Generally speaking, the requirement that the debts be owed by and between the same two parties is strictly construed. For example, even “a subsidiary’s debt may not be set off against the credit of a parent or other subsidiary, or vice versa, because no mutuality exists under the circumstances.” In re SemCrude, L.P., 399 B.R. 388, 393-394 (Bankr. D. Del. 2009) (creditor not permitted to set off debt it owed to one subsidiary against claim it held against other subsidiaries) (omitting internal quotations). Further, even if the debts are owed between the same two parties, setoff is generally unavailable if the debts are not owed between the parties in the same “capacity.” This requirement means that each party must owe the other in its own name and not as a fiduciary or in the nature of a trust.
Several courts have suggested that mutuality is determined as of the petition date and have declined to find that a post-petition transfer destroyed mutuality.5
Recoupment, which is not addressed by the Bankruptcy Code, is a common-law equitable principle which focuses on netting credit and debt that arise out of the same transaction. Whereas setoff may be applicable among two parties irrespective of their contractual relationship, recoupment focuses on amounts that may be owing among parties to the same transaction. For example, the right of setoff might arise between a manufacturer and a customer/supplier where the manufacturer owes the customer/supplier a particular sum under a supply contract, and the customer/supplier owes the manufacturer under a purchase order where the supplier purchased products from the manufacturer. The right of recoupment is most likely to arise where the parties are each owed amounts from the same transaction, such as where a supplier has a claim for goods delivered under a supply contract, but the manufacturer may have corresponding claims under the contract because a shipment of goods did not meet the specified contractual standards. The key issue with recoupment is whether the offsetting debts arise out of the “same transaction.”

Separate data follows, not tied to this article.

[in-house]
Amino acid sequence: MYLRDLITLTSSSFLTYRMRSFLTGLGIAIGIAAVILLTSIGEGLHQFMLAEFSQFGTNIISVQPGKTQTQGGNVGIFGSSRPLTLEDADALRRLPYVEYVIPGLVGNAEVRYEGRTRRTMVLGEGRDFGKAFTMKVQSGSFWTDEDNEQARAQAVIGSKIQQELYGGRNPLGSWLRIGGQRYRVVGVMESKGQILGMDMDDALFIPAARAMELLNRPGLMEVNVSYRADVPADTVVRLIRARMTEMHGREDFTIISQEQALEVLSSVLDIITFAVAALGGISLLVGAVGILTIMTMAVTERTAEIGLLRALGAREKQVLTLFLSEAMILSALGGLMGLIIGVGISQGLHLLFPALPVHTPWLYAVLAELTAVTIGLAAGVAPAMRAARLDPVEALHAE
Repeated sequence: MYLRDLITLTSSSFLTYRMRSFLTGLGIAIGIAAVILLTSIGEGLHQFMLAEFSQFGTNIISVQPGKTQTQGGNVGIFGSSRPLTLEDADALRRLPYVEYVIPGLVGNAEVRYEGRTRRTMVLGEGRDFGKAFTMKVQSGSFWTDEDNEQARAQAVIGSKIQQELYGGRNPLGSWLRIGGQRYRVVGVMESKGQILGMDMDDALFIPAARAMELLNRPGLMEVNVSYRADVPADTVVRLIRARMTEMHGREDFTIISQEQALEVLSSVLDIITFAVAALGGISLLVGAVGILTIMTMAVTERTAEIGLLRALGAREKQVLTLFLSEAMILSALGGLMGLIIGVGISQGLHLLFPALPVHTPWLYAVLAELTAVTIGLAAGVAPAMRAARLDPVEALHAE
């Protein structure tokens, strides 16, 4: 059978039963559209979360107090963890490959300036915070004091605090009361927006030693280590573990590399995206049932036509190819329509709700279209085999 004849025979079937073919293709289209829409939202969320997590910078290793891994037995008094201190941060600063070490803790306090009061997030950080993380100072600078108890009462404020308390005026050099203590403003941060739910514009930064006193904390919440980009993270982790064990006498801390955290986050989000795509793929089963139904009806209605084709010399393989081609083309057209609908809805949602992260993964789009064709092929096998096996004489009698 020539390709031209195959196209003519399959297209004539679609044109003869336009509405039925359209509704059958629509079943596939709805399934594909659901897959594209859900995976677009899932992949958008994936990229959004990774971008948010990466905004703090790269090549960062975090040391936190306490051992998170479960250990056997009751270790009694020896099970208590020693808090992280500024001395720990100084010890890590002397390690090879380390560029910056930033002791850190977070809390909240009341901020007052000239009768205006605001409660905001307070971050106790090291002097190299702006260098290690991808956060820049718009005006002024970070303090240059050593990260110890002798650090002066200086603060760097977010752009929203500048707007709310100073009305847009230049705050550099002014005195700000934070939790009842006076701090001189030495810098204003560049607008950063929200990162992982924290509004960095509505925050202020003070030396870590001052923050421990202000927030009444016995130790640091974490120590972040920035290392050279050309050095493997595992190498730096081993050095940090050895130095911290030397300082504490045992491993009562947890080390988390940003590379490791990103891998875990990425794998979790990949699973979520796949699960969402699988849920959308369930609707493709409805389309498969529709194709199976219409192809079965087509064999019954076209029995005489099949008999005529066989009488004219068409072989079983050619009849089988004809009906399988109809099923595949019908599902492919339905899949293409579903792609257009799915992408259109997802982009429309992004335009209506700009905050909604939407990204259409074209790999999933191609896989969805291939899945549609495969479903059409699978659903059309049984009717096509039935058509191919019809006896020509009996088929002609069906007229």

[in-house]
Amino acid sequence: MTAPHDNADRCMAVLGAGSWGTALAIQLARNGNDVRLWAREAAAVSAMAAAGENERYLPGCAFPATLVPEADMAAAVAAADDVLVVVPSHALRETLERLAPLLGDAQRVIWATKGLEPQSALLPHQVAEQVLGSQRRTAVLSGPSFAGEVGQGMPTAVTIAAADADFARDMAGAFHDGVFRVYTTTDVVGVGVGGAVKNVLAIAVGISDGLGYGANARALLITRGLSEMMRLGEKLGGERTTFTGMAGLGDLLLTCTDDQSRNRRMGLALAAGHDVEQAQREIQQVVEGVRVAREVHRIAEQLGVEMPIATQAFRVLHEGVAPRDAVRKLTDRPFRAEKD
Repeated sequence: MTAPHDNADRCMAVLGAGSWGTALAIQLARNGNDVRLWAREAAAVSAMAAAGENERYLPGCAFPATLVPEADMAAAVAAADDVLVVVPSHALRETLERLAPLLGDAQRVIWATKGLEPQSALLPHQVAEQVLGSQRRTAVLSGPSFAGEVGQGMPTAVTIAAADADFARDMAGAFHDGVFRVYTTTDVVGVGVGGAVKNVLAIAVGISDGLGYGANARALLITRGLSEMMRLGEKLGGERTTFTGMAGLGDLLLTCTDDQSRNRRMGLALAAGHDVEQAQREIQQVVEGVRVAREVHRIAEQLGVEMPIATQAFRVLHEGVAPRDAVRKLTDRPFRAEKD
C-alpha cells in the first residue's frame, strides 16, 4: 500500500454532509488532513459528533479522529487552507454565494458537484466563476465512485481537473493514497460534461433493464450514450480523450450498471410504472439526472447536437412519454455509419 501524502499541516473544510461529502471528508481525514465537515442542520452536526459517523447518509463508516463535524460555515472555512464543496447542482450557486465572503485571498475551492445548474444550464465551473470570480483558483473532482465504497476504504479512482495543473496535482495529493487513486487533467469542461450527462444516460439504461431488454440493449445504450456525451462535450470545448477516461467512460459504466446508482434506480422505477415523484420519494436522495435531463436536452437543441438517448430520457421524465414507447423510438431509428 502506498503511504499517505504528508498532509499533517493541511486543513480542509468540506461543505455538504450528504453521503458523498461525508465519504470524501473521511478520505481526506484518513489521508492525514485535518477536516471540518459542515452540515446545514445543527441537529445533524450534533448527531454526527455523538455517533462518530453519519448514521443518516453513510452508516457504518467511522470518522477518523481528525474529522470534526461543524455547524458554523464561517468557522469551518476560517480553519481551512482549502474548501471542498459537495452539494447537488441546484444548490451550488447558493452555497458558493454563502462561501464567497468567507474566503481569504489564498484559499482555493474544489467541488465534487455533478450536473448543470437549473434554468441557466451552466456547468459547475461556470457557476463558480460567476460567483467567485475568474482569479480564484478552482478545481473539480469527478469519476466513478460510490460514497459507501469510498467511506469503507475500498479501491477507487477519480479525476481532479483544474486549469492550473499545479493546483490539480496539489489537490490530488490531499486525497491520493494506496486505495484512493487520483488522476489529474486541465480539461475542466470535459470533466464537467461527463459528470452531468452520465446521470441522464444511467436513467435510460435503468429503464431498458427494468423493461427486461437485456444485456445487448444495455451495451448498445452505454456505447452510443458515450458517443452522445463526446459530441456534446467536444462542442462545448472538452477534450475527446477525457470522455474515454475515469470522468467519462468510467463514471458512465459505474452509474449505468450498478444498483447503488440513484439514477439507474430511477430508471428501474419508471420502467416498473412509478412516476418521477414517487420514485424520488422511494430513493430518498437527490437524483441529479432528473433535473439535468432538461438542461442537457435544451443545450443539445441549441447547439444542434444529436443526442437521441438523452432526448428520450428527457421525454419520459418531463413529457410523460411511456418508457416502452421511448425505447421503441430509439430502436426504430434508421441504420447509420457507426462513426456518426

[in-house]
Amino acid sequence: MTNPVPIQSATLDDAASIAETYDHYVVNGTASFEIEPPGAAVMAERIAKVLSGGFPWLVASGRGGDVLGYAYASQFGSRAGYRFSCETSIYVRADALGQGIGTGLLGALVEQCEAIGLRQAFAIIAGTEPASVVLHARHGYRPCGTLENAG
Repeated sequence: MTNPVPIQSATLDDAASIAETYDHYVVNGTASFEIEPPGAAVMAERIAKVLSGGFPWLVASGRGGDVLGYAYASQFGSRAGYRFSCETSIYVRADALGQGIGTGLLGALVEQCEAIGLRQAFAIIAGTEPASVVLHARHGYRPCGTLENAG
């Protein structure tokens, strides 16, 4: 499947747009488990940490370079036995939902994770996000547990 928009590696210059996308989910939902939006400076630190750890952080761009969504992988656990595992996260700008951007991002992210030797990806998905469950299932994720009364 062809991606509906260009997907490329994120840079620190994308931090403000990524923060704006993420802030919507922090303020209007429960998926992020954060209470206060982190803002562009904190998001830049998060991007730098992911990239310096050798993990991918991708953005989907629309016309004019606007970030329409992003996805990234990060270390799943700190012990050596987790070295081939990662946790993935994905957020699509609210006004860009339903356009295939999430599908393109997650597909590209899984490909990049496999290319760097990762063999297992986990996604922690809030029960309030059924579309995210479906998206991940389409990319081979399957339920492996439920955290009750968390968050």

The Second Circuit has adopted a restrictive “single integrated transaction test,” under which “both debts arise out of a single integrated transaction so that it would be inequitable for the debtor to enjoy the benefits of that transaction without also meeting its obligations.” Westinghouse Credit Corp. v. D’Urso, 278 F.3d 138 (2d Cir. 2002). Even if both debts arise out of the same contract, recoupment is unavailable “where the contract itself contemplates the business to be transacted as discrete and independent units.” Id. at 147.
In Westinghouse, the parties entered into a $44 million sale of a business. Part of the purchase price was funded through an $8.2 million note secured by a purchase money mortgage on the property of the business. The sale contract provided that the seller would lease certain properties used in the business to the buyer, and also contained a provision for a purchase price adjustment based on a final valuation of the business. The district court ruled that the buyer was entitled to recoup the purchase price adjustment against the amounts owed for the note and the lease, finding that the adjustment, the note and the lease were all part of one integrated transaction. The Second Circuit disagreed. It held that the note and the lease were separate from the purchase price adjustment escrow, and were not subject to recoupment.